Objectives: The purpose of this study was to compare the effects of ticagrelor versus clopidogrel on health-related quality of life in the PLATelet inhibition and patient Outcomes (PLATO) trial. Background: The PLATO trial showed that ticagrelor was superior to clopidogrel for the prevention of cardiovascular death, myocardial infarction, or stroke in a broad population of patients with acute coronary syndromes. Methods: HRQOL in the PLATO study was measured at hospital discharge, 6-month visit, and end of treatment (anticipated at 12 months) by using the EuroQol five-dimensional (EQ-5D) questionnaire. All patients who had an EQ-5D questionnaire assessment at discharge from the index hospitalization (n = 15,212) were included in the study. Patients who died prior to the end-of-treatment visit were assigned an EQ-5D questionnaire value of 0. Results: The EQ-5D questionnaire value at discharge among 7631 patients assigned to ticagrelor was 0.847 and among 7581 patients assigned to clopidogrel was 0.846 (P = 0.71). At 12 months, the mean EQ-5D questionnaire value was 0.840 for ticagrelor and 0.832 for clopidogrel (P = 0.046). Excluding patients who died resulted in mean EQ-5D questionnaire values of 0.864 among ticagrelor patients and 0.863 among clopidogrel patients (P = 0.69). Conclusions: In patients hospitalized with acute coronary syndromes with or without ST-segment elevation, treatment with ticagrelor was associated with a lower mortality but otherwise no difference in quality of life relative to treatment with clopidogrel. The improved survival and reduction in cardiovascular events with ticagrelor are therefore obtained with no loss in quality of life.

  • 99.
    Lindholm, Daniel
    et al.
    AstraZeneca RandD, Sweden.
    Sarno, Giovanna
    Uppsala Univ, Sweden.
    Erlinge, David
    Lund Univ, Sweden.
    Svennblad, Bodil
    Uppsala Univ, Sweden.
    Hasvold, Lars Pal
    AstraZeneca, Sweden.
    Janzon, Magnus
    Linköping University, Department of Medical and Health Sciences, Division of Health Care Analysis. Linköping University, Faculty of Medicine and Health Sciences. Region Östergötland, Heart and Medicine Center, Department of Cardiology in Linköping.
    Jernberg, Tomas
    Karolinska Inst, Sweden.
    James, Stefan K.
    Uppsala Univ, Sweden.
    Combined association of key risk factors on ischaemic outcomes and bleeding in patients with myocardial infarction2019In: Heart, ISSN 1355-6037, E-ISSN 1468-201X, Vol. 105, no 15, p. 1175-1181Article in journal (Refereed)
    Abstract [en]

    Objective In patients with myocardial infarction (MI), risk factors for bleeding and ischaemic events tend to overlap, but the combined effects of these factors have scarcely been studied in contemporary real-world settings. We aimed to assess the combined associations of established risk factors using nationwide registries. Methods Using the Swedish Web-system for Enhancement and Development of Evidence-based care in Heart disease Evaluated According to Recommended Therapies registry, patients with invasively managed MI in 2006-2014 were included. Six factors were assessed in relation to cardiovascular death (CVD)/MI/stroke, and major bleeding: age amp;gt;= 65, chronic kidney disease, diabetes, multivessel disease, prior bleeding and prior MI. Results We studied 100 879 patients, of whom 20 831 (20.6%) experienced CVD/MI/stroke and 5939 (5.9%) major bleeding, during 3.6 years median follow-up. In adjusted Cox models, all factors were associated with CVD/MI/stroke, and all but prior MI were associated with major bleeding. The majority (53.5%) had amp;gt;= 2 risk factors. With each added risk factor, there was a marked but gradual increase in incidence of the CVD/MI/stroke. This was seen also for major bleeding, but to a lesser extent, largely driven by prior bleeding as the strongest risk factor. Conclusions The majority of patients with MI had two or more established risk factors. Increasing number of risk factors was associated with higher rate of ischaemic events. When excluding patients with prior major bleeding, bleeding incidence rate increased only minimally with increasing number of risk factors. The high ischaemic risk in those with multiple risk factors highlights an unmet need for additional preventive measures.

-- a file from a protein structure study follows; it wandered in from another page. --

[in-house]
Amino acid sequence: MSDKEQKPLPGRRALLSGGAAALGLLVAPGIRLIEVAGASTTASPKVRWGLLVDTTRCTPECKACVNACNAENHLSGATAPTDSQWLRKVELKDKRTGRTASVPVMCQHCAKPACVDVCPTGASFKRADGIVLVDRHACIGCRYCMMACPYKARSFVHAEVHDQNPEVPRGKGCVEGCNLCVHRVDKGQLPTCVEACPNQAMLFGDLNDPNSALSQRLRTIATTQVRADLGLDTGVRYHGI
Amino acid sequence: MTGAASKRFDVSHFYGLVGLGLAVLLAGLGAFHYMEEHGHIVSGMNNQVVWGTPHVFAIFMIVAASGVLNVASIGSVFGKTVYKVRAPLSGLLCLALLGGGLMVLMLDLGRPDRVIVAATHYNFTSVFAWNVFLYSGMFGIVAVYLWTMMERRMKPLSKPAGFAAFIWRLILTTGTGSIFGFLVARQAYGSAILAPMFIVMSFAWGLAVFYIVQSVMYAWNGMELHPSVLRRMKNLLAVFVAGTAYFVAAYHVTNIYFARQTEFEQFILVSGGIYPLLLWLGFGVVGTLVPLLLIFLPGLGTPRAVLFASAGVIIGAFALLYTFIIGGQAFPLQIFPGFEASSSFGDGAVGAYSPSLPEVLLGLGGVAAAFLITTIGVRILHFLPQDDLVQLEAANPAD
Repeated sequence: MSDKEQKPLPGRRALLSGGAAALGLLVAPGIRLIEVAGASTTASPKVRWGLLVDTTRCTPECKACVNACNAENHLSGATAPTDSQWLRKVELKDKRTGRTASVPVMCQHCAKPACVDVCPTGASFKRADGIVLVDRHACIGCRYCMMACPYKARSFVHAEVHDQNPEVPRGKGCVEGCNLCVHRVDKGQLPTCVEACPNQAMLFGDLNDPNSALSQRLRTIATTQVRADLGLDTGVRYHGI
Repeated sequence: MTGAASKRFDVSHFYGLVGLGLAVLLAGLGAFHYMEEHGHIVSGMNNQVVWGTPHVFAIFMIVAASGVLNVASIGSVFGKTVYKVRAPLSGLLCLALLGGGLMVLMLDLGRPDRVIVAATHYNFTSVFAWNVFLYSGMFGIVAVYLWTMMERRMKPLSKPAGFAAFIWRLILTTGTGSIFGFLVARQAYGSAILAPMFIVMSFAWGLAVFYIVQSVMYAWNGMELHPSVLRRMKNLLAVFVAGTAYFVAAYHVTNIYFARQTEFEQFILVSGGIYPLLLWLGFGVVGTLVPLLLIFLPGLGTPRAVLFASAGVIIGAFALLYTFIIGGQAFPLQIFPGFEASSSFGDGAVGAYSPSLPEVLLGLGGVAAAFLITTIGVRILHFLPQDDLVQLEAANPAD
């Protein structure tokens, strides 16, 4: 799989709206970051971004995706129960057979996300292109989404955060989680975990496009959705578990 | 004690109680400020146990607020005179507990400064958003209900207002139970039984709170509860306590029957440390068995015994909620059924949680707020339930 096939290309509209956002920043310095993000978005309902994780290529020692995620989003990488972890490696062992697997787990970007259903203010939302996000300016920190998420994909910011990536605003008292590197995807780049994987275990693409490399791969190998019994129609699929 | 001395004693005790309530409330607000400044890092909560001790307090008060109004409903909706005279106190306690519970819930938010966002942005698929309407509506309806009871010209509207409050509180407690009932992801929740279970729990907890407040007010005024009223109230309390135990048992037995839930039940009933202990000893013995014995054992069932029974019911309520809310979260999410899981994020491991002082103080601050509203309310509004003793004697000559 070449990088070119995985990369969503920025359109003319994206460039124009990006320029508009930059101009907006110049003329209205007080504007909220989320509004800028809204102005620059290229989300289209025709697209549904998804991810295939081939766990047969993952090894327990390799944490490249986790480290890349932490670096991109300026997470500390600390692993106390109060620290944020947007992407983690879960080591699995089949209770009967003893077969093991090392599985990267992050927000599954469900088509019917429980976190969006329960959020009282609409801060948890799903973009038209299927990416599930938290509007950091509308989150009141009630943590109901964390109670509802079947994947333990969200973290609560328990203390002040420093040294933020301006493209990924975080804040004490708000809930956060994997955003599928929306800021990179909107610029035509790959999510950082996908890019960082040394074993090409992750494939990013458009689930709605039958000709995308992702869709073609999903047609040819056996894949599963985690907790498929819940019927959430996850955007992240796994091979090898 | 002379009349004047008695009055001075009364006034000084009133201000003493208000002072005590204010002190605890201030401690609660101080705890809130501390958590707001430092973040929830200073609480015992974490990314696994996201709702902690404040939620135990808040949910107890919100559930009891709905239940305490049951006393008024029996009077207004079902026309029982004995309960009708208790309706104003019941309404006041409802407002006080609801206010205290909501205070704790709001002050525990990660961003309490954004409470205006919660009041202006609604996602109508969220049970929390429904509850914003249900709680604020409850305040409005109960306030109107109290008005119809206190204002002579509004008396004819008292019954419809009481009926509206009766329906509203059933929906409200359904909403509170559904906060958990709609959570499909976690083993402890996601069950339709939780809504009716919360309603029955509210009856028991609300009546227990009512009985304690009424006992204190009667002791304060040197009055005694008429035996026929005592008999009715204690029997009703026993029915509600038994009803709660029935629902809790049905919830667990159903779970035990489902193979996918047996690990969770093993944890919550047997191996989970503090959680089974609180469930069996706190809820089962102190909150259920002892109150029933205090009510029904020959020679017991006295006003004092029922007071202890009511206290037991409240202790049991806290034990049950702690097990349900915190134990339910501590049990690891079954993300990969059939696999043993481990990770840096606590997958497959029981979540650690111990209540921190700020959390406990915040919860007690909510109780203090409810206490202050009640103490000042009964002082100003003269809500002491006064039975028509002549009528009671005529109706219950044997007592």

• 100.
    Liuba, Ioan
    et al.
    Linköping University, Faculty of Health Sciences. Linköping University, Department of Medicine and Care, Cardiology. Östergötlands Läns Landsting, Heart Centre, Department of Cardiology.
    Janzon, Magnus
    Linköping University, Faculty of Health Sciences. Linköping University, Department of Medicine and Care, Cardiology. Östergötlands Läns Landsting, Heart Centre, Department of Cardiology.
    Walfridsson, Ulla
    Linköping University, Faculty of Health Sciences. Linköping University, Department of Medicine and Care, Cardiology. Östergötlands Läns Landsting, Heart Centre, Department of Cardiology.
    Walfridsson, Håkan
    Linköping University, Faculty of Health Sciences. Linköping University, Department of Medicine and Care, Cardiology. Östergötlands Läns Landsting, Heart Centre, Department of Cardiology.
    Impact of catheter ablation on health related quality of life in patients with focal atrial tachycardia2006In: VIII Svenska Kardiovaskulära Vårmötet,2006, 2006Conference paper (Other academic)
123 51 - 100 of 139
CiteExportLink to result list
Permanent link
Cite
Citation style
  • apa
  • harvard1
  • ieee
  • modern-language-association-8th-edition
  • vancouver
  • oxford
  • Other style
More styles
Language
  • de-DE
  • en-GB
  • en-US
  • fi-FI
  • nn-NO
  • nn-NB
  • sv-SE
  • Other locale
More languages
Output format
  • html
  • text
  • asciidoc
  • rtf